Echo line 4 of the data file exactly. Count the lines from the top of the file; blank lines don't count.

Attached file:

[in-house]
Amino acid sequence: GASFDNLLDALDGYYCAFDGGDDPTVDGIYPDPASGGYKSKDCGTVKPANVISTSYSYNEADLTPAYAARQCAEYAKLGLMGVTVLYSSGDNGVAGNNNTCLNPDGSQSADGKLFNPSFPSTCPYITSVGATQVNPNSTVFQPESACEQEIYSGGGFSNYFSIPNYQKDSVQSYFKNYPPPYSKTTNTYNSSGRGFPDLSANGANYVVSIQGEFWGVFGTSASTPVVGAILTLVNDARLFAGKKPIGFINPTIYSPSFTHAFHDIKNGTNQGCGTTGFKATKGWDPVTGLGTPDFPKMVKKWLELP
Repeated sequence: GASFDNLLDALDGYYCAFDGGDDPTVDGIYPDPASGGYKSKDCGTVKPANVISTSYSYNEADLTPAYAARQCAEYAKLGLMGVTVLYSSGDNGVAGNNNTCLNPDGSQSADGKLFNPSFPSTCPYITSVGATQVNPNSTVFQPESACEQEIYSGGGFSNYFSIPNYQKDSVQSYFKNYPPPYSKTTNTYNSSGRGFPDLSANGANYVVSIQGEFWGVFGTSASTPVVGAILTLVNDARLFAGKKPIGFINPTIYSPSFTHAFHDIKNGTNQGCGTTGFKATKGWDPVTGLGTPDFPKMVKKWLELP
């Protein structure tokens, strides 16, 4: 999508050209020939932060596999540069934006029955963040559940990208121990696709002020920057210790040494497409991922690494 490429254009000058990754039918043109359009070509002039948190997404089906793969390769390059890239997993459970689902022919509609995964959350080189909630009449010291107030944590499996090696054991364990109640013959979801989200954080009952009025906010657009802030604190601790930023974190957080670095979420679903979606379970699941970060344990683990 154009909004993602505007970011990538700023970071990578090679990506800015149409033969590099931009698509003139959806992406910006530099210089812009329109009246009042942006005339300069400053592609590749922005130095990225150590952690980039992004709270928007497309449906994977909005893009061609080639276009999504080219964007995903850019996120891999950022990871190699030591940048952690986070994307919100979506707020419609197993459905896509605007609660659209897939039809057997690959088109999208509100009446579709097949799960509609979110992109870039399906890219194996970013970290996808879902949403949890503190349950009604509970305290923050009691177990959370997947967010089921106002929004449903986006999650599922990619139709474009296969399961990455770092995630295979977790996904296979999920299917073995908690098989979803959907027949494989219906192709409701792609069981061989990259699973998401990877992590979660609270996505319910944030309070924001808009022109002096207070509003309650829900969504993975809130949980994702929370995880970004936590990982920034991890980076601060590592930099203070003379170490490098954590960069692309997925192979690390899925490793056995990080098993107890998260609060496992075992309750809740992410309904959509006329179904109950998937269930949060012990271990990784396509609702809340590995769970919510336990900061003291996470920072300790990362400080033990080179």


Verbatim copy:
């Protein structure tokens, strides 16, 4: 999508050209020939932060596999540069934006029955963040559940990208121990696709002020920057210790040494497409991922690494 490429254009000058990754039918043109359009070509002039948190997404089906793969390769390059890239997993459970689902022919509609995964959350080189909630009449010291107030944590499996090696054991364990109640013959979801989200954080009952009025906010657009802030604190601790930023974190957080670095979420679903979606379970699941970060344990683990 154009909004993602505007970011990538700023970071990578090679990506800015149409033969590099931009698509003139959806992406910006530099210089812009329109009246009042942006005339300069400053592609590749922005130095990225150590952690980039992004709270928007497309449906994977909005893009061609080639276009999504080219964007995903850019996120891999950022990871190699030591940048952690986070994307919100979506707020419609197993459905896509605007609660659209897939039809057997690959088109999208509100009446579709097949799960509609979110992109870039399906890219194996970013970290996808879902949403949890503190349950009604509970305290923050009691177990959370997947967010089921106002929004449903986006999650599922990619139709474009296969399961990455770092995630295979977790996904296979999920299917073995908690098989979803959907027949494989219906192709409701792609069981061989990259699973998401990877992590979660609270996505319910944030309070924001808009022109002096207070509003309650829900969504993975809130949980994702929370995880970004936590990982920034991890980076601060590592930099203070003379170490490098954590960069692309997925192979690390899925490793056995990080098993107890998260609060496992075992309750809740992410309904959509006329179904109950998937269930949060012990271990990784396509609702809340590995769970919510336990900061003291996470920072300790990362400080033990080179």